My developing process is quite a bit unique as I work outdoors (it is what one is NOT supposed to do when developing a photograph!) but because the prints are so large, I have no choice but to work outside. Since the Sun is an enemy - I work at night or build a tunnel from Sintra sheets to transport my prints in a developing tub. My rinse process is done with the garden hose.

 

I also use a juice from the lime of my own lime tree in my chemical mix to achieve deep blacks... leaves flying around and decomposing in my developing tubs change chemistry and are accidental natural matter that most of the time adds to my work and every once in a while is a disaster.

 

RE: my other work

 

The long series of prints that were 40 inches high and 150 inches long that you saw 2 years ago was a suite Black on White, those were 40x30 inches on Arches Platinum.

 

Suite Empty Ocean incorporates the following body of work:

 

Squid Ink

Octopus Ink

Black on White

Waterline

Turmoil

90 Degrees East

La Linea

Seascapes (Man-Made)

Cityscapes

 

I also experiment with photograms and mixed metals printing. / fragmented installation of Native Ferns. I have produced extremely salaried photograms with the image of the plant that was exposed on coated paper instead of being a ghost reads as a photograph, not a negative. That was not a part of my proposal but it is one of my projects that I would like to complete in much larger scale later on. Our late museum curator Jay Jensen from HoMA encouraged me to do transformative installation in large formats... but then he passed away before I was able to put in a proposal. I will keep an eye on the emails if something is not clear...and probably a lot is a bit gibberish...but wanted you to have it asap.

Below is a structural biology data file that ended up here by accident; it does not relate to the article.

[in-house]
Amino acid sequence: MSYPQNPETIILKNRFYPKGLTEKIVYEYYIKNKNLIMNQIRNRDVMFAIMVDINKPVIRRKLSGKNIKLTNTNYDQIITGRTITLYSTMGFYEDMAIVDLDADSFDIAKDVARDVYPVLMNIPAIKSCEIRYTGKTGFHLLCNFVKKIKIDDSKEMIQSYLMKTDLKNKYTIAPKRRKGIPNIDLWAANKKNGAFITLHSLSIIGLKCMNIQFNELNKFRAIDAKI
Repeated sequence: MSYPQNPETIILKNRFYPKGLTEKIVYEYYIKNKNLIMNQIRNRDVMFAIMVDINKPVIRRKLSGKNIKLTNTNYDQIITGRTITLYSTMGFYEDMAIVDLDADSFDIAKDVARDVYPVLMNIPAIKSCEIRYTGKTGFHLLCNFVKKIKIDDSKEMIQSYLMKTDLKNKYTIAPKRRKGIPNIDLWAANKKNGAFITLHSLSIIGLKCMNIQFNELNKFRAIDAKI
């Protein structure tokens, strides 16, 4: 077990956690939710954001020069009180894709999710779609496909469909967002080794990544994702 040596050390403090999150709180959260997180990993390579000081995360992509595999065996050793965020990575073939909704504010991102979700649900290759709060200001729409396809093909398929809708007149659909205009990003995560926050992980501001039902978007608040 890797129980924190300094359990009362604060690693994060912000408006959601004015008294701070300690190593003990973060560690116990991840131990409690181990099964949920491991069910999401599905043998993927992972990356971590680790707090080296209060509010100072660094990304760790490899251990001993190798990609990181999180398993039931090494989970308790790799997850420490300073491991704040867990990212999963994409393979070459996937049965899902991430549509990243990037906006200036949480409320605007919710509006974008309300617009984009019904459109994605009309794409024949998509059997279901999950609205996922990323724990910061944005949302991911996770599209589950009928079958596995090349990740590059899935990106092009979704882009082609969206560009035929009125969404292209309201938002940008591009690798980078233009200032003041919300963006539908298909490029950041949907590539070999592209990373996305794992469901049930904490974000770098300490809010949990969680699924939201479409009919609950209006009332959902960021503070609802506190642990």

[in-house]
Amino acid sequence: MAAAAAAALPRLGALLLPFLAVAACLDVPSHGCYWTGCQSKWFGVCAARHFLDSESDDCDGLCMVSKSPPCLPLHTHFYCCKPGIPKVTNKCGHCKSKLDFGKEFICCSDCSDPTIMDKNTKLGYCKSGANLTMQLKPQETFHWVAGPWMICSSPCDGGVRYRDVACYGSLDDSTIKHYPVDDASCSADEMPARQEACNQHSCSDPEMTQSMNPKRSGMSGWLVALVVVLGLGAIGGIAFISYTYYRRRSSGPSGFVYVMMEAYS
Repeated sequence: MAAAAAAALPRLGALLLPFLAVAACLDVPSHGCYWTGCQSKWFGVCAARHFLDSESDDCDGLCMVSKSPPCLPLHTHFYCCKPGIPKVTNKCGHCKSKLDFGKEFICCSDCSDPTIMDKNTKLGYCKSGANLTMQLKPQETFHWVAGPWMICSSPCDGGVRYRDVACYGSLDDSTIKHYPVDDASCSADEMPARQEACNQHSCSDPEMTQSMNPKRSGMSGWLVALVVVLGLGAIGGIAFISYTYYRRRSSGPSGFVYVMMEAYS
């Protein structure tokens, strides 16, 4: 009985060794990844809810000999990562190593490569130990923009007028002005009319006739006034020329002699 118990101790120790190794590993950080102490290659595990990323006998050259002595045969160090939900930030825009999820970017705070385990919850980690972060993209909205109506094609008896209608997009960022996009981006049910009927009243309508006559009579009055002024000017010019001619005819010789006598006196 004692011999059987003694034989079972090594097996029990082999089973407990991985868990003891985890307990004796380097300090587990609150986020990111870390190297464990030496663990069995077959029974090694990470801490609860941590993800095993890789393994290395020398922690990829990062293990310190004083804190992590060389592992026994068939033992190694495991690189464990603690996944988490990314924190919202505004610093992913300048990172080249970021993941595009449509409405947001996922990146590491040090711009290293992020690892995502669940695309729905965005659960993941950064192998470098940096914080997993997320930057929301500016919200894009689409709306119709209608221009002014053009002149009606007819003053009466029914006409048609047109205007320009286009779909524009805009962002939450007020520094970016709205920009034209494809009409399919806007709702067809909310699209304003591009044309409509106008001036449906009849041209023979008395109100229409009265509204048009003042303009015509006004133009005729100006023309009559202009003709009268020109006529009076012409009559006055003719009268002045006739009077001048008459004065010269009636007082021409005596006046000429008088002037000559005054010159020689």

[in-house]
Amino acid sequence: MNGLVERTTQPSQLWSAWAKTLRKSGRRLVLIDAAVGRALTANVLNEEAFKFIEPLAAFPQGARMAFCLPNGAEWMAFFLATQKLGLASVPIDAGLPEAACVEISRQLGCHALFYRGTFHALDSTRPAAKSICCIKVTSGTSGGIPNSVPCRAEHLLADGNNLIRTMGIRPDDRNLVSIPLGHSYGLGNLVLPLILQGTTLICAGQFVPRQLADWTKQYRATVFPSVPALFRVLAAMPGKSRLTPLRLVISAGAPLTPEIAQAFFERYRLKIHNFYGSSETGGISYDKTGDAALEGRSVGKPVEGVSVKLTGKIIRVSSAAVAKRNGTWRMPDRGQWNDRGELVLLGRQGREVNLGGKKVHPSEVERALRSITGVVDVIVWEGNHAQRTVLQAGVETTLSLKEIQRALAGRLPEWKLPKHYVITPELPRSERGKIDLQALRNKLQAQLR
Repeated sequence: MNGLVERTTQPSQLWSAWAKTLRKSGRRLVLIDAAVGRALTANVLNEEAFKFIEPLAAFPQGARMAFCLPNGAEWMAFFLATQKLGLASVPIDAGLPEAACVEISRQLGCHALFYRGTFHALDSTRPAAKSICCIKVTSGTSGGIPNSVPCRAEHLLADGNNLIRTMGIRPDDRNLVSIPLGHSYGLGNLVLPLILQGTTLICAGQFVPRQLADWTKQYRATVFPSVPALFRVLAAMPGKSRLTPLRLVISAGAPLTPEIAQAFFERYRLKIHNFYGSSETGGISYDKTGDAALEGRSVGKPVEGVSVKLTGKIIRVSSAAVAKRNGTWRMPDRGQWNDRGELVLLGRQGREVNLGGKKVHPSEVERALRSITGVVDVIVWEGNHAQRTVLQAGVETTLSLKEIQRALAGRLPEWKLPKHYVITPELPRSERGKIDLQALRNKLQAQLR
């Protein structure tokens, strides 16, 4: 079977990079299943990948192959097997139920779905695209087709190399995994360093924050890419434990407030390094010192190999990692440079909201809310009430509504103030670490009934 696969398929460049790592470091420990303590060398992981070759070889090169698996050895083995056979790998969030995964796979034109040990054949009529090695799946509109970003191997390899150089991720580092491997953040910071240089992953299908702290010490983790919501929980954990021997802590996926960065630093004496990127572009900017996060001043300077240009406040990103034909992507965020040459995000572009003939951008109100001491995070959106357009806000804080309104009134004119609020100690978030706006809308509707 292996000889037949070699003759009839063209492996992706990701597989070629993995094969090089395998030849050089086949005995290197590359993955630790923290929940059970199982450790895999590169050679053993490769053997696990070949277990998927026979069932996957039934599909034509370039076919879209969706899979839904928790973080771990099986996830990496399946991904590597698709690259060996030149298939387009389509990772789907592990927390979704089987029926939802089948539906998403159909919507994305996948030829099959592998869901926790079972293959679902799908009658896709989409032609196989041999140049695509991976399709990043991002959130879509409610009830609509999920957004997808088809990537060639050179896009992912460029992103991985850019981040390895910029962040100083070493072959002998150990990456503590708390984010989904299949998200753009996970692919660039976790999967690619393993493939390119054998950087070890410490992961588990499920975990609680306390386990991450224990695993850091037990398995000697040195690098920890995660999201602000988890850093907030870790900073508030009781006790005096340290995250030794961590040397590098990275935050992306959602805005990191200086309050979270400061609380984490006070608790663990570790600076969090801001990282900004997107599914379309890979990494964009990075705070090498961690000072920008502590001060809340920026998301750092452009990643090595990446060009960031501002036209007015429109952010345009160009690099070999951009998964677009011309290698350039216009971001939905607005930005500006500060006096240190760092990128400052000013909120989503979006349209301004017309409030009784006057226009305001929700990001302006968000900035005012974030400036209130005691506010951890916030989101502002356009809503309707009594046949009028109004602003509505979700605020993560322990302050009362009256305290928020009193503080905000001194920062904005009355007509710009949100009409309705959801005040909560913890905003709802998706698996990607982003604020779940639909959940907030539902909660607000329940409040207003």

Thanks, again! Bruna Stude exhibit at Songzchuan International Photography Biennial in Beijing"

 

This gives you an idea of what she is doing with the camera/photographic process and calls into mind our discussion about object and representation.

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Phil said: "Is black and white photography really fictional perception? I thought black and white are the only colours of photography (apologies to Robert Frank!)."

 

I mean that we don't perceive our world in black and white like film records, naturally, so black-and-white perception is a constructed convention that's fictional. We buy into it. Were you talking about color photography in terms of the Technicolor process using three cameras shooting black-and-white stock, then printed in color? (Gone With the Wind)

 

Also, I want to add Vermeer to your list of artists above, as well as Albrecht Durer, who produced the first artist book in 1498, The Apocalypse, and consider Ralph Gibson's photography and book design.

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Thank you again, Rog, and please express to Bruna Stude when you see her in beautiful Kauai the appreciation I have formed for her work and her passionate consideration of our oceans. Those works shown in Beijing at such an enormous scale must look staggering! And anyone who does Platinum/Palladium printing - and stretches it beyond its assumed limits - gets huge respect from me.